If we consider a bipartie system that is entangled,

$$|\psi^{AB}\rangle=\frac{|{\uparrow_z\downarrow_z}\rangle-|{\downarrow_z\uparrow_z}\rangle}{\sqrt{2}} $$

And we want to know the probability distribution of an experiment that involves only system A, we can use the reduced density matrix:

$$\rho^A=\frac12 |{\uparrow_z}\rangle\langle{\uparrow_z}|+\frac12|{\downarrow_z}\rangle\langle{\downarrow_z}|$$

Which results from "ignoring" the rest of the bipartite system.

I'm struggling to make sense of this state. The density matrix describes a mixed ensemble, which may contain an even mixture of ups and down in any axis with equal probability. But here we have a single electron for example which can't be a statistical mixture.

Normally if I want to describe a quantum state, I think of an ensemble of states that are all prepared exactly the same and then I measure different operators on the states.But when I want to use this way of thinking for the state considered here, someone might say: well, if you entangle a lot of particles and you collect always the second particle and use these as your ensemble, you got a statistical mixture of pure states.

-> But this can't be true since none of the electrons is in a pure state?

Also, if someone else measures the spin of the other particles and therefore makes the entangled state collapse, now my ensemble "really is a mixture" of pure states, but I can't know that until I recieve the information from him.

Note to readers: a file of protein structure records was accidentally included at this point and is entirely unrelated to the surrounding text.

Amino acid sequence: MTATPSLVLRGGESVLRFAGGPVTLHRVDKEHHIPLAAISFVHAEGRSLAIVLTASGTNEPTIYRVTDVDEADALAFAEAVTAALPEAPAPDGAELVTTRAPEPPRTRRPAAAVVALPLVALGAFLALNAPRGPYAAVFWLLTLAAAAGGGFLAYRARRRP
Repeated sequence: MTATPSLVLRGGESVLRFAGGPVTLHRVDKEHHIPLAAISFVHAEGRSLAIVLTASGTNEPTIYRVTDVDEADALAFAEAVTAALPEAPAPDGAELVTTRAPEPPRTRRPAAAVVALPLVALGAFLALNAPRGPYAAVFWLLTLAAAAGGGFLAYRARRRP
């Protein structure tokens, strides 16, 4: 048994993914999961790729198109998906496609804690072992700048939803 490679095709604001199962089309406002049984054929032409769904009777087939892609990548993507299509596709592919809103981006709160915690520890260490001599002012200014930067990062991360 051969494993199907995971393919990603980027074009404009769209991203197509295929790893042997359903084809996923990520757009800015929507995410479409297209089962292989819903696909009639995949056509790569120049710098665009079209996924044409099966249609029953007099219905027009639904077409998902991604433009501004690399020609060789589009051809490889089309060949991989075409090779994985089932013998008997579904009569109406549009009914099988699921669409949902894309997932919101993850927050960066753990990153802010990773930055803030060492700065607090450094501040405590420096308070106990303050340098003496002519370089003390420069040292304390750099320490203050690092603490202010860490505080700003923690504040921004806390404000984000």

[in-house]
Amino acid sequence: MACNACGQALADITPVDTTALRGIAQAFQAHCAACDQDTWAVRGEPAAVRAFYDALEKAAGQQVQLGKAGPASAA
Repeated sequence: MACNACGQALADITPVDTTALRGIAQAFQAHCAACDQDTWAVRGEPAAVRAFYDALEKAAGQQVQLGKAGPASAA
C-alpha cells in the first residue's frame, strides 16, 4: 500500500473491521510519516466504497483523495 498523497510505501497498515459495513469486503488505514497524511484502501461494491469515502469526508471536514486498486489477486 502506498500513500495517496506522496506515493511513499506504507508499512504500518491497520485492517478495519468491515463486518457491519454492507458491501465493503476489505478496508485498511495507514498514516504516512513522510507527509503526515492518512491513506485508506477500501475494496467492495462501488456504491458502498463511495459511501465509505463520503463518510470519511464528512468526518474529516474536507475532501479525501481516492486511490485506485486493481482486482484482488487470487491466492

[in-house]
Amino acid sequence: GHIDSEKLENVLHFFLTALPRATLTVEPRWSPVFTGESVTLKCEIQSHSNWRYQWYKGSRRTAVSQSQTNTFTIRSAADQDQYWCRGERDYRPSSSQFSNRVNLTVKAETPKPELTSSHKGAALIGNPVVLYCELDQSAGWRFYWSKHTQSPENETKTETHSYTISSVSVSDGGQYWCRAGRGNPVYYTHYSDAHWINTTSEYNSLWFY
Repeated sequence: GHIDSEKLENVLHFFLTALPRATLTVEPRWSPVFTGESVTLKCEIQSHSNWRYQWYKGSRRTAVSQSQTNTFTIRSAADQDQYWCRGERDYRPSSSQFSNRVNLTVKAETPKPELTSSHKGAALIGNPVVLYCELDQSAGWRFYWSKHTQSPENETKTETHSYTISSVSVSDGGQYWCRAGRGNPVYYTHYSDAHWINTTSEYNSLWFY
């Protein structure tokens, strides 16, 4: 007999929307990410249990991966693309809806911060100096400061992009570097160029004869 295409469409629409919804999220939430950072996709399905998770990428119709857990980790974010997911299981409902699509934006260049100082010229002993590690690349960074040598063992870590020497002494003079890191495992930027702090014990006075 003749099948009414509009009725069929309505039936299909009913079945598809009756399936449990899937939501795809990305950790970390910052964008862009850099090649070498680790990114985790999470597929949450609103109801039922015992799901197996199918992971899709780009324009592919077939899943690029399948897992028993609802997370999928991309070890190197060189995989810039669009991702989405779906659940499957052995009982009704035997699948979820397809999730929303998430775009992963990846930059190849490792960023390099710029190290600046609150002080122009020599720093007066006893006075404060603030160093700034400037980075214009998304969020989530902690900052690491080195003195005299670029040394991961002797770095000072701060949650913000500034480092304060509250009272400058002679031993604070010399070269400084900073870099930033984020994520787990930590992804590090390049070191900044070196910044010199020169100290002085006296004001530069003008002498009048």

So my two questions are:

  • Is there a difference between my ensemble before the other person has measured his particles and after the measurement?

  • How can the state of system A of the entanglement be a mixed state if it is only one particle? Is the description by the reduced density matrix incomplete?

  • $\begingroup$ Can the downvoter please explain? I think this is a perfectly reasonable and natural question.It is stated clearly and I have explained what I already thought about it and how it leads to a problem. $\endgroup$
    – curio
    Commented Jan 10, 2018 at 13:26

1 Answer 1


The reduced density matrix of one electron in an entangled pair includes all of the information you can get by measuring that electron without measuring the other electron and comparing the results. The entangled electron also contains other information that can't be accessed by measuring that electron in isolation. This information can be described by the electron's Heisenberg picture observables, see:


  • $\begingroup$ This is very interesting and exactly what I was looking for.The paper is hard for me to understand though. Could you elaborate a little more? $\endgroup$
    – curio
    Commented Jan 10, 2018 at 19:17
  • $\begingroup$ What did you find hard to understand? $\endgroup$
    – alanf
    Commented Jan 11, 2018 at 8:57
  • $\begingroup$ The heisenberg picture formalism.Ive seen it before and I have calculated the harmonic oscillator with it but the application on quantum gates is new for me. $\endgroup$
    – curio
    Commented Jan 11, 2018 at 9:38
  • $\begingroup$ Are you familiar with the Pauli matrices? $\endgroup$
    – alanf
    Commented Jan 11, 2018 at 11:47
  • $\begingroup$ yes we can use them to make unitary transformations of 2 state systems and also as hermitian observables. $\endgroup$
    – curio
    Commented Jan 11, 2018 at 15:21

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